Inspired by teen skateboarding sensation Sky Brown, Gayle heads to Kirkcaldy for a skateboarding lesson with coach Ross Fox.
Skateboarding is the essence of cool.
There’s the sport itself, which is laden with daredevil tricks, and then there’s the culture surrounding it — the music and the fashion.
In my teenage years, I idolised a bunch of skater-types who pulled off stunts in the streets of Aberdeen and who hung out at the Mudd Club (a legendary nightspot in the Granite City) dressed in baggy jeans, DC trainers, baseball caps and, often, chains slung from their jeans.
Yup, I was truly in awe.
I was never brave enough to have a go myself, fearing I’d be utterly useless and that I’d end up with a huge dent in my pride.
However, when skateboarding coach Ross Fox invited me along for a lesson in Kirkcaldy last week, I jumped at the chance.
My initial thought was still that I’d be truly terrible but I figured it would be a good laugh.
The thought of an impending lesson also gave me the chance to rifle through my wardrobe in search of some suitable “skater-ey” attire.
Alas, my oversized jeans, funky trainers and chains had long bitten the dust, but I tracked down a hoodie, some nerdish flat-soled shoes I’ve always hated, a pair of velour ankle-length Adidas trackie bottoms and a baseball cap. Sorted. Kind of.
I knew I’d be in good hands with Ross, who is Fife’s only coach accredited by Skateboard GB, the governing body for the sport.
And he didn’t give two hoots what I was wearing, although I had to initially lose the baseball cap and replace it with a helmet for safety reasons, plus I had to don knee pads and wrist guards.
Once I’d chosen a skateboard – a bright pink one – Ross taught me the essential skill of learning to fall.
“There’s an art to falling,” said the 31-year-old. “You need to learn how to fall safely to make sure you don’t injure yourself.”
I wasn’t looking forward to this at all; mocking up a potentially sore tumble goes against every instinct.
But with Ross’s encouragement, I was able to fall forwards onto my knees and wrists without any pain, and run up a ramp and throw myself down it without incurring any injuries. Result!
Next up was learning how to step on and off the board safely and without tipping it. It’s easier said than done and requires a lot of balance. You need to keep a bend in your knees rather than standing rigidly or, in Ross’s words, “like a Popsicle”.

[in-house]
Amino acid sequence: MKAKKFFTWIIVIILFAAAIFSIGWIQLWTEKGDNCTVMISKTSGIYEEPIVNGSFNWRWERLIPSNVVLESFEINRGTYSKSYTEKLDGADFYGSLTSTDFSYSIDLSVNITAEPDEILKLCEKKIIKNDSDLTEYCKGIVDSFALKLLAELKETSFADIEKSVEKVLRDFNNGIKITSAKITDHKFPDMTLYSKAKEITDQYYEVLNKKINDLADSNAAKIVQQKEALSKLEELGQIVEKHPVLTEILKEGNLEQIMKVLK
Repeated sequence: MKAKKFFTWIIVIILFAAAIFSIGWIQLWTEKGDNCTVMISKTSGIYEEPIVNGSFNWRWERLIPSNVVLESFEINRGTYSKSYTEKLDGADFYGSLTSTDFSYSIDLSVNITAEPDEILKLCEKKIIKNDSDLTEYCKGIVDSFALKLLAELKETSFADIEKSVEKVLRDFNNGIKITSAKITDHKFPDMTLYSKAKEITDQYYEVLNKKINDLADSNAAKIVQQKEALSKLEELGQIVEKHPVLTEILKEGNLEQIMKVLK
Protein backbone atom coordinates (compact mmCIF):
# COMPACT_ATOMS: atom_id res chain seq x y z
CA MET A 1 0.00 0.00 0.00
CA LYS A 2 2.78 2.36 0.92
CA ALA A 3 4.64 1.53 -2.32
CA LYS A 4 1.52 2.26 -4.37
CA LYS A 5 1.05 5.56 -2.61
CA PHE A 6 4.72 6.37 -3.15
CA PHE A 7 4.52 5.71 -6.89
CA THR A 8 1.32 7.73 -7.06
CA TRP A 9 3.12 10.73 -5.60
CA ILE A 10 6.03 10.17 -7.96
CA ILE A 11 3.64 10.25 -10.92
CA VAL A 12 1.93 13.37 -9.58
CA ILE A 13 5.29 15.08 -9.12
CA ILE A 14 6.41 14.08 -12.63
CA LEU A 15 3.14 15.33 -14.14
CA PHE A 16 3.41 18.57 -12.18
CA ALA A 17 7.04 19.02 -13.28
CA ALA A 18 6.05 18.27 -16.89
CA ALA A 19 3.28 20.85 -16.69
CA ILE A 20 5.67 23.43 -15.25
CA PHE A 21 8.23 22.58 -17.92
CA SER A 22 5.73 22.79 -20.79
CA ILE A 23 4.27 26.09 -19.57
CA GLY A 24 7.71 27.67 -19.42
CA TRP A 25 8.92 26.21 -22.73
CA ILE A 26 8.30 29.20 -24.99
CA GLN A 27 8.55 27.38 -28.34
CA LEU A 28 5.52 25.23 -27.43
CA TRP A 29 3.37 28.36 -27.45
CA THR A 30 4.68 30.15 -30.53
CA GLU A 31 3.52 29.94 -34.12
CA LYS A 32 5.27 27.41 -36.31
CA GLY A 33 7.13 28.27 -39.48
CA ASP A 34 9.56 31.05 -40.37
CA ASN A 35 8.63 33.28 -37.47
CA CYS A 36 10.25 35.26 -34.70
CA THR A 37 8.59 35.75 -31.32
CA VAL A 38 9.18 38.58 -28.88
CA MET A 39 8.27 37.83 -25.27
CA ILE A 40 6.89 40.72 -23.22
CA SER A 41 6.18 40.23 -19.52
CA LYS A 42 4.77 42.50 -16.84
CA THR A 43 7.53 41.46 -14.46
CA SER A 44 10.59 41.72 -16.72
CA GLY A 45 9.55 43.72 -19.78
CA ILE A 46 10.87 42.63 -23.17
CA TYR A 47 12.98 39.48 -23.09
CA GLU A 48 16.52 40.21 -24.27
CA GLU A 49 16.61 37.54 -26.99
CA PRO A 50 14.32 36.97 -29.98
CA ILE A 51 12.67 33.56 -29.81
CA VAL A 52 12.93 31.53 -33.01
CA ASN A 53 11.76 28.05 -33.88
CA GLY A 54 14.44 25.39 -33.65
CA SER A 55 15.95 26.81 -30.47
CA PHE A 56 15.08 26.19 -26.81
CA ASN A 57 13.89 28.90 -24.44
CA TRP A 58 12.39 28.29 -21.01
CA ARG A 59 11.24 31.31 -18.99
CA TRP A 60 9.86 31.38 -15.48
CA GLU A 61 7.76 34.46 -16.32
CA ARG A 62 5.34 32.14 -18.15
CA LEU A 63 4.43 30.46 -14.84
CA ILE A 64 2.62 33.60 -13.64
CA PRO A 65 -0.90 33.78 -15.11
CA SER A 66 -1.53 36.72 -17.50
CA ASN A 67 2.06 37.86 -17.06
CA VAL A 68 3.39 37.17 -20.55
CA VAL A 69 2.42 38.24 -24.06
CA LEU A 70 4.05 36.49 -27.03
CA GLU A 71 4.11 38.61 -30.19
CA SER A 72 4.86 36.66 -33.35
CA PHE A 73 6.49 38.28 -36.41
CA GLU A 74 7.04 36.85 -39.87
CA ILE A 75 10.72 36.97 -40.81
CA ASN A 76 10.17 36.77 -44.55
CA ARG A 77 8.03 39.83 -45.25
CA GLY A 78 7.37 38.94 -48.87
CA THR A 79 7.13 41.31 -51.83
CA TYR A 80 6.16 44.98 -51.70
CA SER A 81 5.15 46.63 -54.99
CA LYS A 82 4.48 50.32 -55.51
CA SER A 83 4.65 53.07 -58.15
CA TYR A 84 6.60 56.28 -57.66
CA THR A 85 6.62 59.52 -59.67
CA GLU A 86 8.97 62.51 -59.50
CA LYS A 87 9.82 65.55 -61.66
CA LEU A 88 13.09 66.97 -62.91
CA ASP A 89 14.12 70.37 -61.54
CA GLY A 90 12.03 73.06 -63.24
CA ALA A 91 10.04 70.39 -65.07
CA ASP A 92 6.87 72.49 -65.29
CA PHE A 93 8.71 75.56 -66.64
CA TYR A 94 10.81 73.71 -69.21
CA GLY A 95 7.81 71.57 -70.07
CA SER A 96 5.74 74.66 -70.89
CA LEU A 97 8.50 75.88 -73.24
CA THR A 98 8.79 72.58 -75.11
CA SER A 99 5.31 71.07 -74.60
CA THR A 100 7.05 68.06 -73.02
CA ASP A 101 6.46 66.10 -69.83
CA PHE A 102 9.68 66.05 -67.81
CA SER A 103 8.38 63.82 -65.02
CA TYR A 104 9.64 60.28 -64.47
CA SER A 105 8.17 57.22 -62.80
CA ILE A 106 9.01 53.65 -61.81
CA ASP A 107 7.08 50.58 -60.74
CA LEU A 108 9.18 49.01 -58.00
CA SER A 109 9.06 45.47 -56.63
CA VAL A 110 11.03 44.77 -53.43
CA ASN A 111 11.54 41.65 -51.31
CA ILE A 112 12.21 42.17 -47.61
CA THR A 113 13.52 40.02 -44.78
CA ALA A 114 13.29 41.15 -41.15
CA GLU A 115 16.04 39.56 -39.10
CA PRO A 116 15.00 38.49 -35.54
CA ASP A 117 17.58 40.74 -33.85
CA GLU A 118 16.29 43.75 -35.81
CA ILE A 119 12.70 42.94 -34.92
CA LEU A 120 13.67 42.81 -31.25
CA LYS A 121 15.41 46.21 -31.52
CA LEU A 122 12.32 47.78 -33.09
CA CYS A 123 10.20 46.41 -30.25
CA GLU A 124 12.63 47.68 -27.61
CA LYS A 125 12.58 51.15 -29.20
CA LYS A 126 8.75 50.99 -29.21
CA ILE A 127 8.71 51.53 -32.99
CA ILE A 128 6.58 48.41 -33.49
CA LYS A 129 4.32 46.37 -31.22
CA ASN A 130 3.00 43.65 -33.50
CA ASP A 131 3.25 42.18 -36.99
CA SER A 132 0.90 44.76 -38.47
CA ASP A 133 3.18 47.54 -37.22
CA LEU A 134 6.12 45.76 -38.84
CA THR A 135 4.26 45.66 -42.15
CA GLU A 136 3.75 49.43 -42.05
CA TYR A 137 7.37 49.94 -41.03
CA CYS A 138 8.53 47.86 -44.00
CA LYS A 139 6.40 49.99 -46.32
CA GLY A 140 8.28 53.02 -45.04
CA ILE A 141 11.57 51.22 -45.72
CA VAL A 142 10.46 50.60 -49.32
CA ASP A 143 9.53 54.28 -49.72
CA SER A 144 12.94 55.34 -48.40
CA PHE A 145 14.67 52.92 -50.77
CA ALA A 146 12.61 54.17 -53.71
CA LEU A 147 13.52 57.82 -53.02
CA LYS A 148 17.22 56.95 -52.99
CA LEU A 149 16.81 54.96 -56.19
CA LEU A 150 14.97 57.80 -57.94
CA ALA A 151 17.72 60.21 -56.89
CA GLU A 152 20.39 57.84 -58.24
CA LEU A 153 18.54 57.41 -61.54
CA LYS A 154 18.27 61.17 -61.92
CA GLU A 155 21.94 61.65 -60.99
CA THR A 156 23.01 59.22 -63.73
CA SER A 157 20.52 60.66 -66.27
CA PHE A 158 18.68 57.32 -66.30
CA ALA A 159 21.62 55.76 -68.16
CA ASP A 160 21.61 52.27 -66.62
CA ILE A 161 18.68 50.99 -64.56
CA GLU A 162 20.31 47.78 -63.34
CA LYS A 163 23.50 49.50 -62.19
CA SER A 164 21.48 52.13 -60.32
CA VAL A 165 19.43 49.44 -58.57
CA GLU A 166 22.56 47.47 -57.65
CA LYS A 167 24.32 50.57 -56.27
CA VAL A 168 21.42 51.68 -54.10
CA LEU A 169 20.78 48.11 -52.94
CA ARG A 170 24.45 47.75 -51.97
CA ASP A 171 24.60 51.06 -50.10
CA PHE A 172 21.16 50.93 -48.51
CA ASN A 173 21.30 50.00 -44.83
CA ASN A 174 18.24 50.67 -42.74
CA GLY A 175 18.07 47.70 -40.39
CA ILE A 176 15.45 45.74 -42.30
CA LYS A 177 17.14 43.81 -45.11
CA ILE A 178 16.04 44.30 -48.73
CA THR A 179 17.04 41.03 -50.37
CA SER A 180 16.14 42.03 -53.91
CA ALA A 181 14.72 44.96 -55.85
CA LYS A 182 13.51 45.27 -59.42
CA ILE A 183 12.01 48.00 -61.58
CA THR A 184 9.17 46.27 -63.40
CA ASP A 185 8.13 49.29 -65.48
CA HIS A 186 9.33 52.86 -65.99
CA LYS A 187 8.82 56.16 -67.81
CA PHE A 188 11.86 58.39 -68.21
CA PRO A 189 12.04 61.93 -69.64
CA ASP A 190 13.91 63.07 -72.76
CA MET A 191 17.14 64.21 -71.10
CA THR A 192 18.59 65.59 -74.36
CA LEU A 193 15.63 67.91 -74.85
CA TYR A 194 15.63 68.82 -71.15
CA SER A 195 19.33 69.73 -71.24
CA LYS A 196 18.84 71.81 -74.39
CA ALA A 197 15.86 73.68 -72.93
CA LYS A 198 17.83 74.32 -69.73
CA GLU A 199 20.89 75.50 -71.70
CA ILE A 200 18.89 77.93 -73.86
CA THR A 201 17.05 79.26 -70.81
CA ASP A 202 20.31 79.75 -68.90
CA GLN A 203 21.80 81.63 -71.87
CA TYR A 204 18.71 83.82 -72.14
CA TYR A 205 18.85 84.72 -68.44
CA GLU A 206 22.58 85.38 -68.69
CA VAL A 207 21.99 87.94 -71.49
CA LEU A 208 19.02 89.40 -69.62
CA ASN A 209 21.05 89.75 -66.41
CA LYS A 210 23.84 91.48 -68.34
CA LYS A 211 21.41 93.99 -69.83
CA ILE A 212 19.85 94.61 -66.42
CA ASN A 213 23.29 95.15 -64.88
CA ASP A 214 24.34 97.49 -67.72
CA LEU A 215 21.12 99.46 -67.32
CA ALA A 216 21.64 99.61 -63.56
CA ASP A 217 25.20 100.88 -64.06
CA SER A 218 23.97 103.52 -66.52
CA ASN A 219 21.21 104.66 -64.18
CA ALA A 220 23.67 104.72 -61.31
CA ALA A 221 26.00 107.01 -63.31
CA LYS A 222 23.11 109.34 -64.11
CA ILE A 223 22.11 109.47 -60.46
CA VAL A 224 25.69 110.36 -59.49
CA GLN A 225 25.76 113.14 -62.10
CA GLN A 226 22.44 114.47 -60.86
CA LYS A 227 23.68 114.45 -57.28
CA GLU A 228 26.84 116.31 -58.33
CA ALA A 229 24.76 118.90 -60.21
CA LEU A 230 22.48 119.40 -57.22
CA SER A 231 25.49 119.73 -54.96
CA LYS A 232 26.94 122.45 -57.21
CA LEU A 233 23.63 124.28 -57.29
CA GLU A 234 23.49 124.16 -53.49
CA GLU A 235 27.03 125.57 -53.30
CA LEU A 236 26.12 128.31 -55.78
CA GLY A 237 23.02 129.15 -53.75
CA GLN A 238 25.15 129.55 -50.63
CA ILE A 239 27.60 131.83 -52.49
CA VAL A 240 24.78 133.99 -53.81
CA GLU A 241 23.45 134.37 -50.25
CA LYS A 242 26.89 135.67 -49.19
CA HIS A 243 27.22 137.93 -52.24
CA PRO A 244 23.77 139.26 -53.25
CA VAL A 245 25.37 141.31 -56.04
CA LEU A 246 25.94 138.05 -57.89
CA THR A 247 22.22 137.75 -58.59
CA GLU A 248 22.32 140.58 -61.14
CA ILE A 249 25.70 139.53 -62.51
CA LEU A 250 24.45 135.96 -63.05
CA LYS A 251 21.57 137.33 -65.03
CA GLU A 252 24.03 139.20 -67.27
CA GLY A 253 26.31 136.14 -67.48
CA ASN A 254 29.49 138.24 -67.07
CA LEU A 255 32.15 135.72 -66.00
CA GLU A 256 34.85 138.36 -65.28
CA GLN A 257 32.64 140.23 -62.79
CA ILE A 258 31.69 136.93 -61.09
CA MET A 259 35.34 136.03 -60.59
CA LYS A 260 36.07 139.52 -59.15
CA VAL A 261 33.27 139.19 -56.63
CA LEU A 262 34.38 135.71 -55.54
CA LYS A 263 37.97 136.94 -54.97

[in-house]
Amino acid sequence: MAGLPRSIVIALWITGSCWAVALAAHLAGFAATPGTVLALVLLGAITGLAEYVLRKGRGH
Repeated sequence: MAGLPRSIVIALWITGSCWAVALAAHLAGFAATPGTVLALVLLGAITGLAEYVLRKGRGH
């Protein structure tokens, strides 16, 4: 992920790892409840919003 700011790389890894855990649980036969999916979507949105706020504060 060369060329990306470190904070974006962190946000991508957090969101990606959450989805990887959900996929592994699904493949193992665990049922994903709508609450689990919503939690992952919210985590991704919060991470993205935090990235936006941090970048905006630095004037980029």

Then it’s about pushing yourself along the ground without toppling.
I was pretty rickety and shaky-legged to start with but after a few attempts, I improved.
The “grand finale” of my lesson was riding the board on a mini ramp, about 4ft high.
Ross was hugely encouraging and supportive, hanging on to my arms to ensure I didn’t keel over and end up hospitalised. The more he helped me, the more my confidence built, and that’s what he was hoping for.
Heck, I was so buoyed up, I envisaged myself whizzing along and pulling off tricks like there was no tomorrow. But I was wise enough to realise it would be safer to leave the daring stuff for another day!
“That’s the goal, though — to have you ready and raring to go,” said Ross, grinning from ear to ear.
Ross, who’s been skateboarding since he was 12, gave up a high-flying career as a financial contractor to follow his dream of coaching.
“Tony Hawk’s Pro Skater video games inspired me to try skateboarding but I kept falling off,” he said. “I had a friend who could ollie (a trick where rider and board leap into the air). It was mind-blowing.
“I spent six months trying to ollie but it was hard because my friend barely knew how he did it and there was no YouTube to teach me.
“I messed up tricks so many times and learned through failures, so when I’m teaching, I find it easy to spot other people’s mistakes and help them to progress.”
Ironically, it was while Ross was injured that he decided to ditch his career in finance and train as a coach.
“I broke my toes riding in an 8ft bowl, and earlier in the year, I’d broken my tailbone leaping off a railing, so for a while I was just watching other folk, occasionally offering advice,” he said.
“Some told me I was really helping them; that I was clear and precise in teaching tricks. That got me thinking.”
Ross qualified as an accredited Skateboard GB coach this year and set up his website foxskatelessons.square.site
He offers one-to-one and group lessons, and teaches people of all ages and abilities.
“I know some people just jump on skateboards and hope for the best, but if you don’t understand where to put your feet, you can take a bad fall – that can really knock your confidence,” he pointed out.
“Taking lessons is a brilliant way of getting to grips with the sport and learning it safely.
“I get such happiness out of coaching. There’s a sense of escape when you’re skateboarding and it’s a brilliant workout.
“And it’s amazing when people nail tricks, or even just get their stance right. It’s such a buzz.”
Ross loves the freedom of the sport, and the sense of community and support afforded in the skate scene.
“You can pick up your board, ride along the streets, ride to the skate park, do some tricks, and enjoy being on your own or hanging out with friends,” he said.
“There’s a great community in Fife and across the country, and it’s fantastic to see skateboarding featuring in the Olympics.”
- Ross offers lessons at Unit 51 indoor skatepark (owned and run by Fife-based skate collective Don’t Comply Films) in Kirkcaldy’s Mitchelston Industrial Estate and various other locations. foxskatelessons.square.site; instagram.com/ross_skateboards/
- 13-year-old Sky Brown is Team GB’s youngest Olympic medallist and was named this year’s BBC Young Sports Personality of the Year.